Key to ensuring the gameplay experience is enhanced by Walking in Stations is that it doesn't compromise the game as it is played today. That is to say, as a ship-based PvP-centric title. Walking in Stations will run in tandem with EVE as players already know it and, by all indications, players who opt to never don a 3D avatar should never need to. "There's nothing in there that compels you to go there or that you need to find in there in order to succeed in the game as it is today," Torfi Frans says.
So while some will reject Walking in Stations, others will embrace it as filling that missing immersive aspect of the game -- the ability to associate oneself with an avatar rather than the more demanding notion of envisioning oneself as a capsuleer wired into the heart of a ship. That aspect of being a capsuleer hasn't and presumably won't change -- but having a customizable avatar is a standard feature of most MMOs, which EVE has always lacked.
An idea that runs throughout Torfi Frans' statements is that CCP Games simply does things differently than most of the much larger MMO developers out there. After all, EVE is a single setting that evolves over time. Rather than adding new realms and servers in expansions, the game becomes deeper with each iteration, with added layers and some new dimensions to gameplay.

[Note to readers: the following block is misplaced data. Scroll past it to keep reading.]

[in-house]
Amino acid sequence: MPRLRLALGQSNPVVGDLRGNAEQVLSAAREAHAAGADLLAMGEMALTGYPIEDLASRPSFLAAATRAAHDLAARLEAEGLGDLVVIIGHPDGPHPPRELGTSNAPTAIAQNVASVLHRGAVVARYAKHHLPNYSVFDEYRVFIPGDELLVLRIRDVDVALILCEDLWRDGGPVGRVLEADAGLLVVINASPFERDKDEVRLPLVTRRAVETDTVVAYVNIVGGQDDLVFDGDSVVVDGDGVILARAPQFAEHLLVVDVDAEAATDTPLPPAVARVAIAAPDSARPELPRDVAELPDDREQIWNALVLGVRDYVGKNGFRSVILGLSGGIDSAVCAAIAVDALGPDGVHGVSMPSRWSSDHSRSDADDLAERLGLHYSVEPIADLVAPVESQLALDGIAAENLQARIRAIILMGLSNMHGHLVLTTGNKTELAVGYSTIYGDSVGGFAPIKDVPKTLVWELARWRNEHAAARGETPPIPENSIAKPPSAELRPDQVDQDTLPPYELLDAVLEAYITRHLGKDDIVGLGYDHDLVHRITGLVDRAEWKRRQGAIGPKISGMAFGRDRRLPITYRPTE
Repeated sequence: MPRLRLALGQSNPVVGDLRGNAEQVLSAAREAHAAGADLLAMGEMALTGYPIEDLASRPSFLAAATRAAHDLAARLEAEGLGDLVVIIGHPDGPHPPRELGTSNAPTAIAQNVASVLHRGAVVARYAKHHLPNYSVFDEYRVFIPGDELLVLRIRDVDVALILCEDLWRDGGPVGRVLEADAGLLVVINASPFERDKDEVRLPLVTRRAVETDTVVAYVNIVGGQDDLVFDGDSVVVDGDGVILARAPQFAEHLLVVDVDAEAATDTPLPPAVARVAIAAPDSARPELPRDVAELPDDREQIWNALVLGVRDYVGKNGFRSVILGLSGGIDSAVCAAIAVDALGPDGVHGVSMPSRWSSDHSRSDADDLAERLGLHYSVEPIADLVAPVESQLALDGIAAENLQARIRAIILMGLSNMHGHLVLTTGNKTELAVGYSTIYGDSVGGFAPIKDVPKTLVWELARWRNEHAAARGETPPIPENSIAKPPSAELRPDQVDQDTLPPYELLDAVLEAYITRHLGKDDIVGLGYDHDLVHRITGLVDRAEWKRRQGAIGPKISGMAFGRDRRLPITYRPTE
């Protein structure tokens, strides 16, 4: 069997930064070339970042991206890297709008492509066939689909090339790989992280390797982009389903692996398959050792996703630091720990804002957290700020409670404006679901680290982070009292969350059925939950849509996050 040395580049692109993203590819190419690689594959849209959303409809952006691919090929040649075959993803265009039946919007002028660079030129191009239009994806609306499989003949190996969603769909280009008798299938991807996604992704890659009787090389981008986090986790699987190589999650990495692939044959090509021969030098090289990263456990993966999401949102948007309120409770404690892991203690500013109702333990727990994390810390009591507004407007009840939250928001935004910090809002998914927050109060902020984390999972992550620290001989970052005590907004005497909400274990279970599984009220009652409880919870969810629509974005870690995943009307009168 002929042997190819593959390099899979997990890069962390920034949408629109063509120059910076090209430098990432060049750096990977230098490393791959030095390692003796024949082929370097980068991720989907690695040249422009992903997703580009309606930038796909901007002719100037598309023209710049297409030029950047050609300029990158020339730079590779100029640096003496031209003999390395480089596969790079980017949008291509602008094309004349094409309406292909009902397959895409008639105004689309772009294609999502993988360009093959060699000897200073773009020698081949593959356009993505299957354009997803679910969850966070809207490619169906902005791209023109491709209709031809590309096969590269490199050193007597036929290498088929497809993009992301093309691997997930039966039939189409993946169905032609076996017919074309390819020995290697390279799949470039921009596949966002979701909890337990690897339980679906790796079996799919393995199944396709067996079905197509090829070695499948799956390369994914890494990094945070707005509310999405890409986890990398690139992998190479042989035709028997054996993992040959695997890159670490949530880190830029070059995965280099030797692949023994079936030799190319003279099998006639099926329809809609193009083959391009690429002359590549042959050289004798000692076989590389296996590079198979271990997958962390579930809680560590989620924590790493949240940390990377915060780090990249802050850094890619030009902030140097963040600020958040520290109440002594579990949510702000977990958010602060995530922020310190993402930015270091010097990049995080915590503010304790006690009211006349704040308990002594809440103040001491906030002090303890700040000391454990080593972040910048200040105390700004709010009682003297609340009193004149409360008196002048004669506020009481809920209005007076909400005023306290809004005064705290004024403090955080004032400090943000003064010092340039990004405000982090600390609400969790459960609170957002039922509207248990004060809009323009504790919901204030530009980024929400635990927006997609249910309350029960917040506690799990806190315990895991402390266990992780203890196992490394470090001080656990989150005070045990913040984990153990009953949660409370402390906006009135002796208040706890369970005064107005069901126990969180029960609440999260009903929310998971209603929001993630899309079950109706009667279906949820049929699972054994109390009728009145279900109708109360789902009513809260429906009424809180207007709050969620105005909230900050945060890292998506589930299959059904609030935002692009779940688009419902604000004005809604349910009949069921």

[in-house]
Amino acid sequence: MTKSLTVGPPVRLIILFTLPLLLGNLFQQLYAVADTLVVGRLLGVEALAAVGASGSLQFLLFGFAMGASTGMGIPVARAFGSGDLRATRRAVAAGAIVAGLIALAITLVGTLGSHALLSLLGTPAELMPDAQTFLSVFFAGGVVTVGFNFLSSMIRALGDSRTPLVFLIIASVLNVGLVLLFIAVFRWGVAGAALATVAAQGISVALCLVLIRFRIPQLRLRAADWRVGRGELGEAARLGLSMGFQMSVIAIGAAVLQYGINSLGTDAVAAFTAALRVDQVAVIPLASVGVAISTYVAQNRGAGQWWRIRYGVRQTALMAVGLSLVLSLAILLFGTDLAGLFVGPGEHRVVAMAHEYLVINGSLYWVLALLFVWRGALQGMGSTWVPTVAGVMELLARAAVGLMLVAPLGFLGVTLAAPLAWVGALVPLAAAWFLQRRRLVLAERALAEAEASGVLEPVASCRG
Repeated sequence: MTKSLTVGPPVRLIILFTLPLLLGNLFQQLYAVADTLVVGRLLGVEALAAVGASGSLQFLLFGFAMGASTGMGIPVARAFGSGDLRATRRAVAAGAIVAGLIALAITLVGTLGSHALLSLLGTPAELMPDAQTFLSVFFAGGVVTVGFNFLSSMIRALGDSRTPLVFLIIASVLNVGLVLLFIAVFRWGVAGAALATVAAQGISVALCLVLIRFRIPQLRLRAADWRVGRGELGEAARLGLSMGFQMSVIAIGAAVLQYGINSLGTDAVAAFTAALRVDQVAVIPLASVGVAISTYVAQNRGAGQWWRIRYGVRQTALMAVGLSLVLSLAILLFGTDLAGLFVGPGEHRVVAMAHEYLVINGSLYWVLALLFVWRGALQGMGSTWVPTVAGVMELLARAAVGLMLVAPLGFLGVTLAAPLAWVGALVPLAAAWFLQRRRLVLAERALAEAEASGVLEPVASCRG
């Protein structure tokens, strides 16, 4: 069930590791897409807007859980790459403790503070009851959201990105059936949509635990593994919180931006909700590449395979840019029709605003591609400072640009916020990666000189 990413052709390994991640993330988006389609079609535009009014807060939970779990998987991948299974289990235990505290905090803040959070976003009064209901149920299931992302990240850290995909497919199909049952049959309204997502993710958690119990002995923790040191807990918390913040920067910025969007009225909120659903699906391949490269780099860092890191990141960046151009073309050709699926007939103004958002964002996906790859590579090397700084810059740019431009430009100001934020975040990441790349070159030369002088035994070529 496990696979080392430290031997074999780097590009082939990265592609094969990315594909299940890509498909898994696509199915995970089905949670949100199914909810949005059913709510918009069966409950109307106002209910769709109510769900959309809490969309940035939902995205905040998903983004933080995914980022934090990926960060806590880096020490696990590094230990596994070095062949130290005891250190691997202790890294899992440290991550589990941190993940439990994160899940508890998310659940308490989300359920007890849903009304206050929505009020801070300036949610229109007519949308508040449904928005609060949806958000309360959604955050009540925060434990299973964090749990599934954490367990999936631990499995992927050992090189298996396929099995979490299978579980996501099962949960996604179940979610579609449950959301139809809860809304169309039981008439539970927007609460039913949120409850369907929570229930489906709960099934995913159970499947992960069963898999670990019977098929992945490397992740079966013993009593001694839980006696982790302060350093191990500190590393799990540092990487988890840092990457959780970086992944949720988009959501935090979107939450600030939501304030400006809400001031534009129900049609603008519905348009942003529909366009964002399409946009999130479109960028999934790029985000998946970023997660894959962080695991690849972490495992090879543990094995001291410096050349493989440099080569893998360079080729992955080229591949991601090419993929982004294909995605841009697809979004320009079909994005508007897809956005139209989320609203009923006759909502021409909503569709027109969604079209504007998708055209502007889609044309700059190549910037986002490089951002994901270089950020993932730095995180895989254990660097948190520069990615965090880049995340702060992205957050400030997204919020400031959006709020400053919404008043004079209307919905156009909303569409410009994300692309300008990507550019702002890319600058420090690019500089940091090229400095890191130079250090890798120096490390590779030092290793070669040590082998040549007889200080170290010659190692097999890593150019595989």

Welsh also asked about the relationship between CCP's in-development title World of Darkness Online and EVE's Walking in Stations expansion -- namely, is this new dimension to EVE just a test-bed for the gothic horror MMO? The underlying technology in both is the same and there is cooperation on Walking in Stations between the expansion's development team and the staff working on World of Darkness Online in their Atlanta office, but not to the extent that EVE's players are being 'used' somehow. "To look at it as a beta test and players as guinea-pigs is a gross misinterpretation of the situation, because we would never abandon our strong player community of roughly a quarter million people who pay for our meals just to have an affair with another IP," says Torfi Frans.
The interview also touches on how CCP plans to address 'emptiness' in the player-populated space stations, a problem which affects many virtual spaces. (Namely, how players tend to congregate around hubs of interest while the remaining space goes underused, if not unused altogether.) It's a good read, and the interview goes beyond the forthcoming expansion. Torfi Frans also speaks with Eurogamer about the new player experience, capital ship proliferation, and his views on the future of EVE Online.